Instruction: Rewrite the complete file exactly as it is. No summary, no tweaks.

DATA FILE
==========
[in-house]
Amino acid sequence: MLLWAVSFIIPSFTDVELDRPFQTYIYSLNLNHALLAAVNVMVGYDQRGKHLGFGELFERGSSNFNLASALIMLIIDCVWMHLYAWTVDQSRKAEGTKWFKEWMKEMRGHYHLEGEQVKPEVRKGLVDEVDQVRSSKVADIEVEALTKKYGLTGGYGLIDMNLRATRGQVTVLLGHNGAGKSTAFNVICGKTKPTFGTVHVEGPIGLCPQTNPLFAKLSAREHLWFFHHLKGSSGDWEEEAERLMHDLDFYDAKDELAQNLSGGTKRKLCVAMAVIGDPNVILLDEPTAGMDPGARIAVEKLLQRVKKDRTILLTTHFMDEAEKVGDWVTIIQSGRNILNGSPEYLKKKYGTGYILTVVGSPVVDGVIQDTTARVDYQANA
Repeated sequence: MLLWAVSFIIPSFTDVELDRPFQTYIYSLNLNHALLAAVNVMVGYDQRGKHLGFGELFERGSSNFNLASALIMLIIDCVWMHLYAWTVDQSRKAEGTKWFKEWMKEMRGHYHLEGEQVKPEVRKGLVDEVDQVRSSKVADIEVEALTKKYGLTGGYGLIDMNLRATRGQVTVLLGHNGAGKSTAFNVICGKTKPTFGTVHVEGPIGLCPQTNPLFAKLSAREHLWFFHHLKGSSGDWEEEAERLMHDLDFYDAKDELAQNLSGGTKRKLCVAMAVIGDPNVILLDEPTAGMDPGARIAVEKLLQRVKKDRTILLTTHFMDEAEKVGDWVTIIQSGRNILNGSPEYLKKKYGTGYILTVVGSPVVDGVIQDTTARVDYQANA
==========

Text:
[in-house]
Amino acid sequence: MLLWAVSFIIPSFTDVELDRPFQTYIYSLNLNHALLAAVNVMVGYDQRGKHLGFGELFERGSSNFNLASALIMLIIDCVWMHLYAWTVDQSRKAEGTKWFKEWMKEMRGHYHLEGEQVKPEVRKGLVDEVDQVRSSKVADIEVEALTKKYGLTGGYGLIDMNLRATRGQVTVLLGHNGAGKSTAFNVICGKTKPTFGTVHVEGPIGLCPQTNPLFAKLSAREHLWFFHHLKGSSGDWEEEAERLMHDLDFYDAKDELAQNLSGGTKRKLCVAMAVIGDPNVILLDEPTAGMDPGARIAVEKLLQRVKKDRTILLTTHFMDEAEKVGDWVTIIQSGRNILNGSPEYLKKKYGTGYILTVVGSPVVDGVIQDTTARVDYQANA
Repeated sequence: MLLWAVSFIIPSFTDVELDRPFQTYIYSLNLNHALLAAVNVMVGYDQRGKHLGFGELFERGSSNFNLASALIMLIIDCVWMHLYAWTVDQSRKAEGTKWFKEWMKEMRGHYHLEGEQVKPEVRKGLVDEVDQVRSSKVADIEVEALTKKYGLTGGYGLIDMNLRATRGQVTVLLGHNGAGKSTAFNVICGKTKPTFGTVHVEGPIGLCPQTNPLFAKLSAREHLWFFHHLKGSSGDWEEEAERLMHDLDFYDAKDELAQNLSGGTKRKLCVAMAVIGDPNVILLDEPTAGMDPGARIAVEKLLQRVKKDRTILLTTHFMDEAEKVGDWVTIIQSGRNILNGSPEYLKKKYGTGYILTVVGSPVVDGVIQDTTARVDYQANA